this is my favourite cake of all time, and probably the reason behind my preference for rustic, homey cakes. it was one of the first cakes I baked (a long time ago, now) and also a recipe from the most amazing Nigella Lawson (also incidentally I have never made a recipe of hers that has not worked – so either I’ve had incredible luck picking the recipes or she’s uh-may-zing)
anyway, this makes a soft cake with an intensely delicate crumb, and it’s topped off with a sharp (because I like it this way) syrup that seeps into the cake and renders it crazily moist. I haven’t met anyone who didn’t like this cake, and if my partner is to be believed, this is the cake that hooked him at first. I make this in great amounts for colleagues and friends when there are gatherings, or there is a need to give a gift, but buying something is not appropriate. A slice of cake is always a good thing.
if you have a look at the photos, I used paper loaf liners, and three of them at a time in an 8-inch square pan. this is because I was trying to bake seven cakes quickly, and only had one loaf pan to use. baking a large cake and cutting it up to give away also didn’t really seem nearly as nice as giving away a single small cake, so I chose to do it this way. if you try this, however, you’re going to find that your middle cake might expand a little width-wise and into another cake. I have two tips that might help you if you choose to ever bake this way:
- make sure you weigh your bowl before mixing your batter in (it is one-bowl!, another selling point) so that you know how heavy the batter is, and you can divide it up easily between the loaf liners using a scale.
- measure out the batter into the liners first, plonking them down in the centre of the liner. only smooth out slightly so that it does not infringe on the space of the other liners.
on to the recipe! I’ve also made varying amounts of this in round/square cake tins, muffin pans and etc., so adapt as you wish. always check your oven though (I never rely on timings as temperatures don’t stay constant) and check it often after about half the prescribed baking time.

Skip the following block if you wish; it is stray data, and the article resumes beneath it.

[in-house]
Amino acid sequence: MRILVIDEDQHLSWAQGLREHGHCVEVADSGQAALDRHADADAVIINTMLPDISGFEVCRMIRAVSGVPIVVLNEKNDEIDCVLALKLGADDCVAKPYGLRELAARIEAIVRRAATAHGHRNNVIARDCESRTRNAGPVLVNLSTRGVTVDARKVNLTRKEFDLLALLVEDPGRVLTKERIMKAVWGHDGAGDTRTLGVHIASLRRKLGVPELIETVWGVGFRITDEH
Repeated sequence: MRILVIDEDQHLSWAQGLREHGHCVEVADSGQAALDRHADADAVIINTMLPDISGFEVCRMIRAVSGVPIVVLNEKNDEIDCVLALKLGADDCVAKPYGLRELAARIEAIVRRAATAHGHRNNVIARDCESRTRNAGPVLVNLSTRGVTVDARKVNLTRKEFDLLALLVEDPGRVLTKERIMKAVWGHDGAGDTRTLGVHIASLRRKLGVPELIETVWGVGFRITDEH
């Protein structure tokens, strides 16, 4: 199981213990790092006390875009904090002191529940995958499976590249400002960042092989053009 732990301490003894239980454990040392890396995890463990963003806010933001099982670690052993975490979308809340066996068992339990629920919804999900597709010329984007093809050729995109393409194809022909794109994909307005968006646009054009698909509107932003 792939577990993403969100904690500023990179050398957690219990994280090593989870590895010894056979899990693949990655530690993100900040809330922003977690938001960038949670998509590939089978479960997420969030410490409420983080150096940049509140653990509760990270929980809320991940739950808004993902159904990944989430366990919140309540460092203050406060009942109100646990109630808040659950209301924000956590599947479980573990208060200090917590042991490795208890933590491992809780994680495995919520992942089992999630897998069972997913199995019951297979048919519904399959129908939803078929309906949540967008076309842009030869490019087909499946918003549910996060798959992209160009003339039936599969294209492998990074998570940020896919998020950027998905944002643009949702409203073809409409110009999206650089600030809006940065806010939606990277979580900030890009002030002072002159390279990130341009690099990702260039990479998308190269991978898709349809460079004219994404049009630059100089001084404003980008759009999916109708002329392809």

lemon cake (from Nigella Lawson)
125g unsalted butter
175g castor sugar
2 large eggs
zest of 1 lemon
175g self-raising flour
pinch of salt
4 tablespoons milk
23x13x7cm loaf tin, buttered and lined
juice of 1 1/2 lemons (about 4 tablespoons)
100g icing sugar
- preheat oven to 180C and butter and line the loaf tin well. in fact, unless using a silicon pan, make sure the lining comes up at least 1 centimetre up the sides for easy unmoulding.
- cream together the butter and sugar, and add the eggs and lemon zest, beating them in as well. add the flour and salt, folding in gently but thoroughly, and then the milk.
- spoon the batter into the prepared tin and put into the oven.
- while the cake is baking, get on with the syrup: put the lemon juice and sugar into a small saucepan and heat gently so that the syrup forms as the sugar dissolves. bake the cake for 45 minutes or until golden, risen in the middle (though it will sink a little as it cool) and an inserted cake-tester comes out clean. as soon as the cake is out of the oven, puncture the top all over with the cake-tester or suitable implement.
- pour syrup, trying to let the middle absorb it as well as the sides, then leave to cool and soak up the rest. don’t try to take the cake out of the tin until it is completely cool, as it will be sodden with syrup and might crumble.